It is foreseeable, perhaps even inevitable, that one trial court will hear evidence on a new process and find it reliable and another trial court will hear the same or similar evidence and rule that the process is not reliable. When that situation arises, it will fall to the appellate courts to make a ruling that applies to all trial courts. This has long been the case; the law must be uniform for all citizens in all the courts of this state.
When that time comes, the approach described in Judge Keasler's dissent is the appropriate one. Because the law must be uniformly applied, the decision must lie with the appellate courts. Because they must make a decision, if the record does not offer sufficient data to determine whether the new process is reliable, the courts must be free to consult other sources. What if Judge A hears the testimony of Expert Z and finds the process reliable, and then Judge B hears the testimony of Expert Z and finds the process unreliable? The findings cannot both be true. It is up to the appellate courts to make the choice.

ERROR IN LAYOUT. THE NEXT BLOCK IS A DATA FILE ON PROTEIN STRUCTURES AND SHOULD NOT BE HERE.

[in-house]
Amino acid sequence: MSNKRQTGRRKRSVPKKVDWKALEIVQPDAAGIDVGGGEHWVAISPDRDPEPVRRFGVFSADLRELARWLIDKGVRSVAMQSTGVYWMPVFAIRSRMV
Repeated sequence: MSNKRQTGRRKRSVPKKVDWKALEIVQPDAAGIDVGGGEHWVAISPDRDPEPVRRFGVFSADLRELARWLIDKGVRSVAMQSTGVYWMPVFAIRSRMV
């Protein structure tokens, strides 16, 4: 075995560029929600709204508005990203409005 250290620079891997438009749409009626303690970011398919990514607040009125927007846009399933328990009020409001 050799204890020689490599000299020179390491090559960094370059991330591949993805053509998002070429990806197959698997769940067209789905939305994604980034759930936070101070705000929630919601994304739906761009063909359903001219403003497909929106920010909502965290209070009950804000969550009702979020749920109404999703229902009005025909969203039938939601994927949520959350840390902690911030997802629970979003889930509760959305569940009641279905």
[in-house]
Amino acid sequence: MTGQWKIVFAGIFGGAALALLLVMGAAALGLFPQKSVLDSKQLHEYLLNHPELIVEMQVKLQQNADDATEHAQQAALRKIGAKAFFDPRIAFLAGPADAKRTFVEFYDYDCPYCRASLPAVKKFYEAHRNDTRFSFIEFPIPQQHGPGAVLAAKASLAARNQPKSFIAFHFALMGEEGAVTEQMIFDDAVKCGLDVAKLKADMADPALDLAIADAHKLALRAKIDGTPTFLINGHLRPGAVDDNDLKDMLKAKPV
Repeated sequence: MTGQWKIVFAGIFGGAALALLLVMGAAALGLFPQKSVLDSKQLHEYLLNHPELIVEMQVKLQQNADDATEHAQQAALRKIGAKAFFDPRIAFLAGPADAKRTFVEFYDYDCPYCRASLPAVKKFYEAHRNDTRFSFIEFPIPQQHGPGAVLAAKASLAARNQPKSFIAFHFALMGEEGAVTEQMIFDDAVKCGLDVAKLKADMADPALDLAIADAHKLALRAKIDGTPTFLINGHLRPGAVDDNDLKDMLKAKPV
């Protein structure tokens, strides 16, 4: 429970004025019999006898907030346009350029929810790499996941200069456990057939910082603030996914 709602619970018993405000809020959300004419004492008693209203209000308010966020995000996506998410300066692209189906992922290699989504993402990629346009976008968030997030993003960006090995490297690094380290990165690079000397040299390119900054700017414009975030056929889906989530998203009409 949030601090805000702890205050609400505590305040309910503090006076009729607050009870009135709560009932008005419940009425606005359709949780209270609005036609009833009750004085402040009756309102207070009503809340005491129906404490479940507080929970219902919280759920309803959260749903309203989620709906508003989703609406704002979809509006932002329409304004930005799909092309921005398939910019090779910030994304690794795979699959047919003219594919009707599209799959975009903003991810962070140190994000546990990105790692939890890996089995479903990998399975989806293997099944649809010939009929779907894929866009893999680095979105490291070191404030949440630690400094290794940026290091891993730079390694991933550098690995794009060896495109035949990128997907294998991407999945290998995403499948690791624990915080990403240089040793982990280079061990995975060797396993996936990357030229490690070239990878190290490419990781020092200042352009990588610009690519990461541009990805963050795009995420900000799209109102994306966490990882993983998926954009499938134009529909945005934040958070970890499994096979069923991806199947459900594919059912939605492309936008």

Ruling that our appellate courts are restricted to consulting the opinions of other appellate courts from other states does not really address the issue or solve the problem. If those other courts have not reviewed the literature, either in the record or on their own, de novo, they have ruled in ignorance, and to follow their conclusions would be folly. If those other courts have reviewed the literature in their effects to discern the truth, then we are relying on decisions made after reviewing the literature de novo, while forbidding the courts of this state to do that same review.
It seems far more wise to allow the appellate court, the body charged with maintaining uniformity of law, to address the issue of reliability directly. The appellate courts must be free to consult their own sources and test the strength and weakness of the evidence presented at trial. Most judges (indeed, most lawyers) have little scientific training. It is difficult to evaluate data in an area in which one is not knowledgeable; we should not hamper judges' efforts to educate themselves in their search for truth. Once the decision on reliability has been made, then, as with breath-alcohol testing and many other new processes, the question of whether the theory and process were properly applied will fall to the discretion of the trial court.
Our decision today begins the development of our own process for evaluation of scientific reliability; the first step is to create a record at trial that provides to an appellate court sufficient information on which to base a decision on reliability.
I join the opinion of the Court.
Filed: June 4, 2003